“I expect the first Neuralink device to be tested on a human within six months.” Elon Musk sets a deadline for a passage that could prove to be an unforgettable new stage in his history studded with very ambitious projects. Neuralink’s goal is to develop a chip to be implanted in the brain that allows the subject to interface with an external device. In the intentions of the company, this would allow people with disabilities to move and communicate.
Launched in 2016, Neuralink has so far conducted tests on animals over the years, the last one presented to the public over a year ago: a monkey capable, thanks to the brain implant, of playing a video game in a totally autonomous way. Now Neuralink wants to take the last step. “We want to be very careful and above all certain that it will work – Musk’s words during an event organized to update the public on the project – before implanting the chip in the brain of a human being. But in the meantime we have submitted to the FDA (the on drugs and medical research) all of our documentation. Probably – Musk hopes – in about six months we will be able to test Neuralink in a human being”.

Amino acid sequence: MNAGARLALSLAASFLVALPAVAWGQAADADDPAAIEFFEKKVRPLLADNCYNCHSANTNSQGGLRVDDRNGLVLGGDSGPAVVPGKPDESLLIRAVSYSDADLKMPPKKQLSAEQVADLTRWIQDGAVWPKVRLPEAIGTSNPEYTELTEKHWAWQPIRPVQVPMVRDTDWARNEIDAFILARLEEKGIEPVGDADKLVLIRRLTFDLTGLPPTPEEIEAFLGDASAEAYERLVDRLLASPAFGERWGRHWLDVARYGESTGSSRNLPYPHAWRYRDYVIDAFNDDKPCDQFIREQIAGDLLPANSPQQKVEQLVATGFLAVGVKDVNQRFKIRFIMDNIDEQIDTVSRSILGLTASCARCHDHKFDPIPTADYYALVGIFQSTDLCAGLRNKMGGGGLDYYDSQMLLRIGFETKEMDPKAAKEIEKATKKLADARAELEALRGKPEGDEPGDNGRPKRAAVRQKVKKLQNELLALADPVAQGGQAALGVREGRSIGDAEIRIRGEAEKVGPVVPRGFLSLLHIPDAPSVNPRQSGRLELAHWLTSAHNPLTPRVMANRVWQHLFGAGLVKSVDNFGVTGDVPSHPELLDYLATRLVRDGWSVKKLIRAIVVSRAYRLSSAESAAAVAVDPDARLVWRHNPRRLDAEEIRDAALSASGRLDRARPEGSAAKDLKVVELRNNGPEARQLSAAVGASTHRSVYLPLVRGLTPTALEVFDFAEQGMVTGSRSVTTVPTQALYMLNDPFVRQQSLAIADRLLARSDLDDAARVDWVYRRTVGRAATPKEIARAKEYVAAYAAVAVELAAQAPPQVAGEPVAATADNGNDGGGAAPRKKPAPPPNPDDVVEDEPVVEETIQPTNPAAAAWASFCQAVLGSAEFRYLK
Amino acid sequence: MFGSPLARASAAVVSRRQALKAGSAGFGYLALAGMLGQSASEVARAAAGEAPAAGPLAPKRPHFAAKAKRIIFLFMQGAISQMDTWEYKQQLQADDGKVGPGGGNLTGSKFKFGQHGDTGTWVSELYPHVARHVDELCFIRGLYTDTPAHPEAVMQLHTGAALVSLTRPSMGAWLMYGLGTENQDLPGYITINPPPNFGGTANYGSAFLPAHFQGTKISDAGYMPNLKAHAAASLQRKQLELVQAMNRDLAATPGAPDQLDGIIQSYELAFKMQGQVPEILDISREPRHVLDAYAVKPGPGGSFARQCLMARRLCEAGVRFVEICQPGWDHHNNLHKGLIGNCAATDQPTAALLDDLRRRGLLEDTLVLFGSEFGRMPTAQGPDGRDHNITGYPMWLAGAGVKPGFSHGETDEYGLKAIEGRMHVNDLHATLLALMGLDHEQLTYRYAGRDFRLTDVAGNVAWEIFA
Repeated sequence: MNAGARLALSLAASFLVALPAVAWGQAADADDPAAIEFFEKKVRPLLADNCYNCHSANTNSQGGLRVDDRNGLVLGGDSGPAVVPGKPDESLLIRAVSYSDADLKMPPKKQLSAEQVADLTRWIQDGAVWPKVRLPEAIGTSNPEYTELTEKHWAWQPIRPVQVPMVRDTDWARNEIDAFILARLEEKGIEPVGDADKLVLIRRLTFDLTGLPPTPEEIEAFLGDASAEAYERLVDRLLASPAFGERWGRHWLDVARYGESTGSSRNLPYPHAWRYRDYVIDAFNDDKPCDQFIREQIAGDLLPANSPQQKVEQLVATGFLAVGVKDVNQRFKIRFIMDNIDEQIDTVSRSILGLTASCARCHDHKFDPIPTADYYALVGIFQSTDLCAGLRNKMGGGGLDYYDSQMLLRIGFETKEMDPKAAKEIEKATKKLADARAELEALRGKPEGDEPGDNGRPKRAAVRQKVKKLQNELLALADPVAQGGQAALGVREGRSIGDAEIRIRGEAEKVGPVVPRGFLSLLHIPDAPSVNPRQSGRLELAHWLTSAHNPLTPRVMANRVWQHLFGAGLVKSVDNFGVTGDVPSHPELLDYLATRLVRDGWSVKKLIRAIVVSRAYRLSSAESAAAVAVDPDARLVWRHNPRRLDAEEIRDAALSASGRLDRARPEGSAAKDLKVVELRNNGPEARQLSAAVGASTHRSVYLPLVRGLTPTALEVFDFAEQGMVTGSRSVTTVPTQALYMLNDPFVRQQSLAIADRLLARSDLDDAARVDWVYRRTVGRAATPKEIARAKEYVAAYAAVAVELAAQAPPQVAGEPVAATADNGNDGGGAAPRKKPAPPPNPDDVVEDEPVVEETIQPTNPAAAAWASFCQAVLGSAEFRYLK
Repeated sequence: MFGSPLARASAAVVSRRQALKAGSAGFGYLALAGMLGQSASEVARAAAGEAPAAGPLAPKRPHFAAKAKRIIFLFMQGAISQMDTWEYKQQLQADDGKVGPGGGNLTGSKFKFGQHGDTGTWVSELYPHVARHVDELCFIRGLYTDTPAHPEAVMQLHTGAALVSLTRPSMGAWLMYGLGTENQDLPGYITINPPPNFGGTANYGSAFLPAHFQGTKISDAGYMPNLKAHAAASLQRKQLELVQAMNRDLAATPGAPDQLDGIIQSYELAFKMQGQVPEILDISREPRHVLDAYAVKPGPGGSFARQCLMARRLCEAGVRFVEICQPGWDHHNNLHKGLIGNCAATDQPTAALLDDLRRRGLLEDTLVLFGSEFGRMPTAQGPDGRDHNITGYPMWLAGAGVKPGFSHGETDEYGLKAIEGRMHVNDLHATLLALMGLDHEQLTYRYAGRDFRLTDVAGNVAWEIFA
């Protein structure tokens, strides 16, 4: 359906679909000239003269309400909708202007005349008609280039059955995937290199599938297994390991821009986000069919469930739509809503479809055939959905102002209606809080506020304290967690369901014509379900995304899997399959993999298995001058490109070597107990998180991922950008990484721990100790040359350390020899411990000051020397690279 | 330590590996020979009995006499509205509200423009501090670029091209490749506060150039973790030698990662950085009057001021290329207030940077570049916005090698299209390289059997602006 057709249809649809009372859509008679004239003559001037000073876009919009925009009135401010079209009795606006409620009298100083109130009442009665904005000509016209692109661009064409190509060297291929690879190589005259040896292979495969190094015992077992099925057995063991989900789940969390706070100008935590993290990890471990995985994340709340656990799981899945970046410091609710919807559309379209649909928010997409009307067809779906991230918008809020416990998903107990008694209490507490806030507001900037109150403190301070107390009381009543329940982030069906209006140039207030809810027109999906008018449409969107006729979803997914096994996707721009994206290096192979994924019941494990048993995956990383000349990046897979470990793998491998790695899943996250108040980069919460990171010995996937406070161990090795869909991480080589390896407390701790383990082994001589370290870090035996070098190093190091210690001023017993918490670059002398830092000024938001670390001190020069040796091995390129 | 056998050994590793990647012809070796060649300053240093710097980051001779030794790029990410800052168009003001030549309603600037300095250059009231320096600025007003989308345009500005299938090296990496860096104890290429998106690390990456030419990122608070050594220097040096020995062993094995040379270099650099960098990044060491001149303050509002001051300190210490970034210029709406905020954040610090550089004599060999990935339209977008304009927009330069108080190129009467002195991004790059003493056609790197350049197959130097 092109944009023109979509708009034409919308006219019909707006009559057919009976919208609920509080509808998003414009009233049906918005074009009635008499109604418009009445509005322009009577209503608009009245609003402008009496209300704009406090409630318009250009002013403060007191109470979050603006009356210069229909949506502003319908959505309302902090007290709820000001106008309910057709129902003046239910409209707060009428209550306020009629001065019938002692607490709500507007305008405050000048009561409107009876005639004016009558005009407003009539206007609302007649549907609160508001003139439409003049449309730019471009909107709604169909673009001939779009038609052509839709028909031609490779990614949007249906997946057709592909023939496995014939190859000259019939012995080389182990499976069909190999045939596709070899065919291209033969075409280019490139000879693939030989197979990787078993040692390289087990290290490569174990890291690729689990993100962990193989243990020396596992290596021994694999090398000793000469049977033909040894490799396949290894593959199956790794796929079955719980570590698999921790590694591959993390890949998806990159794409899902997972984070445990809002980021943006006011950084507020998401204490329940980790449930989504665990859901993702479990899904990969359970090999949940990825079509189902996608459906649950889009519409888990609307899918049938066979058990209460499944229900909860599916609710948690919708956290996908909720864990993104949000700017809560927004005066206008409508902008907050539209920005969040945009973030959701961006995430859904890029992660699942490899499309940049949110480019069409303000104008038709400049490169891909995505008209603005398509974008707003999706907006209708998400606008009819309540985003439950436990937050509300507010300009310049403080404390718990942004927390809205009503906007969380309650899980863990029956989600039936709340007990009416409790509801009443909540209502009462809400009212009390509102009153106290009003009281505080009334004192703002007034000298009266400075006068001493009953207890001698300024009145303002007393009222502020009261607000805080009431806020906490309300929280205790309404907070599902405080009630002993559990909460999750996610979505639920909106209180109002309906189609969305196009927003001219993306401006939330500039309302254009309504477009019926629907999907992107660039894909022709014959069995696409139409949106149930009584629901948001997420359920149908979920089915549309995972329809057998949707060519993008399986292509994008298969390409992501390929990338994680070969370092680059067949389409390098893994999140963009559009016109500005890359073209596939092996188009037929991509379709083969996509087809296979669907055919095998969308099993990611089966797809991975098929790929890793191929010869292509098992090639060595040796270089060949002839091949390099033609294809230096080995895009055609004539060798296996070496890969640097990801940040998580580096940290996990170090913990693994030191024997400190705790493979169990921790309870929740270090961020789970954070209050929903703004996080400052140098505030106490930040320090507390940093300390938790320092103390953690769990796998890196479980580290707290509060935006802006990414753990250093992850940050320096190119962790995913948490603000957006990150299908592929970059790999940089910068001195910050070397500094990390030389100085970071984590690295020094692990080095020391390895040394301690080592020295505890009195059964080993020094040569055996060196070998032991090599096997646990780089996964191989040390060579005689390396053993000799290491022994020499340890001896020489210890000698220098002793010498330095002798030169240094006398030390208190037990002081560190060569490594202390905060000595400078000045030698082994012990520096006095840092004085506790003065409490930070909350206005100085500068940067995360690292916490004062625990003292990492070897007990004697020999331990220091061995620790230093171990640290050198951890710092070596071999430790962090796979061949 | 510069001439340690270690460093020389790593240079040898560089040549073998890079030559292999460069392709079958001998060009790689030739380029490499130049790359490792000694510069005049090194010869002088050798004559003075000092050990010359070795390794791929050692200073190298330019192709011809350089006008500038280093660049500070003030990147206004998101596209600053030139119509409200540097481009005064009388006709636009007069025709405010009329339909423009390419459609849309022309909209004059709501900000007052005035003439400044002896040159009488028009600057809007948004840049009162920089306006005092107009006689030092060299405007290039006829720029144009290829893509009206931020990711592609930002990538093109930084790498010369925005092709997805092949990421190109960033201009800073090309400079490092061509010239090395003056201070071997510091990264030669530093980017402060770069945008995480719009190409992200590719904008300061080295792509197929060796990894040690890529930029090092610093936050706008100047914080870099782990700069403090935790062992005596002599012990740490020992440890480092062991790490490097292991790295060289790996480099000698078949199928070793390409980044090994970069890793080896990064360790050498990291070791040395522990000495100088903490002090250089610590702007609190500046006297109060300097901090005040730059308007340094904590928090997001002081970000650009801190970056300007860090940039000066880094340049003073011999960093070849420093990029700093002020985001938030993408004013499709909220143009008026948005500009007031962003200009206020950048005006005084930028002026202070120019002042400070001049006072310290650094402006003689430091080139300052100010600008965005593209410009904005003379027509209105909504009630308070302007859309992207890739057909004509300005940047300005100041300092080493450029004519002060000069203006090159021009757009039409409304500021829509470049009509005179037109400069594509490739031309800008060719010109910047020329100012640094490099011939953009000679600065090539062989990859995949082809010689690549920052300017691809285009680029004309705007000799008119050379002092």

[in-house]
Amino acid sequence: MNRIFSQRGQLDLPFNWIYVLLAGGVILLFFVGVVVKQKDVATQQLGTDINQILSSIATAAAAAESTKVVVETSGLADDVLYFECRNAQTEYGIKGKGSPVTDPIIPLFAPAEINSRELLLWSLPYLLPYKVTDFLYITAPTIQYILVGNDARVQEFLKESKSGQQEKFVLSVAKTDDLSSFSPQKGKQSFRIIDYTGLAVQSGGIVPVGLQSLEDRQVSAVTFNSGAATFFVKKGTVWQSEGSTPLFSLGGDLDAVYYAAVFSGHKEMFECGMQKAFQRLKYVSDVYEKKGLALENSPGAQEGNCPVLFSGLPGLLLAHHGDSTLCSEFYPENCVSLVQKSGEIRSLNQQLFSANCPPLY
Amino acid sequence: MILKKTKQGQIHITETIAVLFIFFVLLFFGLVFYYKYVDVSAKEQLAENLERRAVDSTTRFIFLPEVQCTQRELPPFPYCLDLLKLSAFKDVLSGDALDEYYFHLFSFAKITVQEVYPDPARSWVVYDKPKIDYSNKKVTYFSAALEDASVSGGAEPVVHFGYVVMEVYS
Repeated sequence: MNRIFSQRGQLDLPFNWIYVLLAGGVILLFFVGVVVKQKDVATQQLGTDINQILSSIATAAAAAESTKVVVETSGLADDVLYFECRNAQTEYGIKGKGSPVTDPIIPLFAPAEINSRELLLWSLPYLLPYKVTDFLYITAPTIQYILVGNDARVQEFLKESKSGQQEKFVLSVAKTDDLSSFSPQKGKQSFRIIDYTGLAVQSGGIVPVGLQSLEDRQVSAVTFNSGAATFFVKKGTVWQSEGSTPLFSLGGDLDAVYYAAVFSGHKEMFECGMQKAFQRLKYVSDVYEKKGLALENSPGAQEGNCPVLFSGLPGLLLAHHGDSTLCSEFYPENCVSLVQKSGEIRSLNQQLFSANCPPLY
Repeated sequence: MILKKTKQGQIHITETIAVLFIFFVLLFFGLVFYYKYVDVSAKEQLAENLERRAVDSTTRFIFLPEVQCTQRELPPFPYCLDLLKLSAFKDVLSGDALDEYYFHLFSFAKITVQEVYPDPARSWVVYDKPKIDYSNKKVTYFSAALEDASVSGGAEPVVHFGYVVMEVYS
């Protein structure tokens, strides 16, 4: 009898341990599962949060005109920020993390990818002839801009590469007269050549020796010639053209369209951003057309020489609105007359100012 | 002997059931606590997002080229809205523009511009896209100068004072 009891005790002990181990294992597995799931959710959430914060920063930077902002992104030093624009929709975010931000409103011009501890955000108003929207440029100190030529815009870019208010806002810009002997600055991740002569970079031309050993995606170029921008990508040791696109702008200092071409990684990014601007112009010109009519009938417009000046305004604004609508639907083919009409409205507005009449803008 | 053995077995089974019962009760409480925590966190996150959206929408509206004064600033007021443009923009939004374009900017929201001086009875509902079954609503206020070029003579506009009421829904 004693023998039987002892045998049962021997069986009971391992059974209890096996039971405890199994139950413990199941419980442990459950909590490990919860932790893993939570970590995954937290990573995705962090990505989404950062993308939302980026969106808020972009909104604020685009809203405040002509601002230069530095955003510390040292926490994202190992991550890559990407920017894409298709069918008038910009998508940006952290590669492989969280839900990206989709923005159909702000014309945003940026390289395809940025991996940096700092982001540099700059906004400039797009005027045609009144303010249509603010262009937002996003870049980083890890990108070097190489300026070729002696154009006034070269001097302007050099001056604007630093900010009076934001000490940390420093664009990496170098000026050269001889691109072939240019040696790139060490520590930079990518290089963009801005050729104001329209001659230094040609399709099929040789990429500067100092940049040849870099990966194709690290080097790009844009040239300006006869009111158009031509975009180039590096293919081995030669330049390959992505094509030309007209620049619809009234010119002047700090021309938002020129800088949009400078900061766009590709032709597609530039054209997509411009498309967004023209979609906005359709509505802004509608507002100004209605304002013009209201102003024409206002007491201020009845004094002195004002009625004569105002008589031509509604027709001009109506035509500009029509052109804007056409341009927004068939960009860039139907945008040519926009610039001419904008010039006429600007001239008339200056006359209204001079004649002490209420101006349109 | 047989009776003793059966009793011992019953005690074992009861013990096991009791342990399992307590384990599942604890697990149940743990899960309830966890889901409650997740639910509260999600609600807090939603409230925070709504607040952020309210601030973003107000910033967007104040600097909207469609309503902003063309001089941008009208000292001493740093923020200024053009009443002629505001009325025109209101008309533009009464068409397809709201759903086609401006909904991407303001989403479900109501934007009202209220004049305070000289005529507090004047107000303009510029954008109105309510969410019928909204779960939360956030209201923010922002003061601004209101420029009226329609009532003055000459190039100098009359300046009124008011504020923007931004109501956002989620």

The event was initially scheduled for October 31st, then postponed without an explanation. Neuralink, based in the San Francisco Bay Area and Austin, Texas, has set itself the mission since its appearance to arrive at a chip capable of controlling complex electronic devices to then be able not only to allow people with paralysis to regain their motor skills, but to treat degenerative brain diseases such as Parkinson’s and Alzheimer’s. Without neglecting the study of the mix between the brain and artificial intelligence.
To curb the enthusiasm is the inability so far demonstrated by Neuralink to meet the deadlines set. According to the schedule, human trials should have started by the end of 2022. And Musk’s disappointment had reached the point of thinking about an investment in the competitor Synchron, which obtained the green light from the FDA in 2021 and last July actually implanted his device in a patient in the United States after completing tests on four people in Australia. Now Musk tells the world he still believes in Neuralink. The race restarts.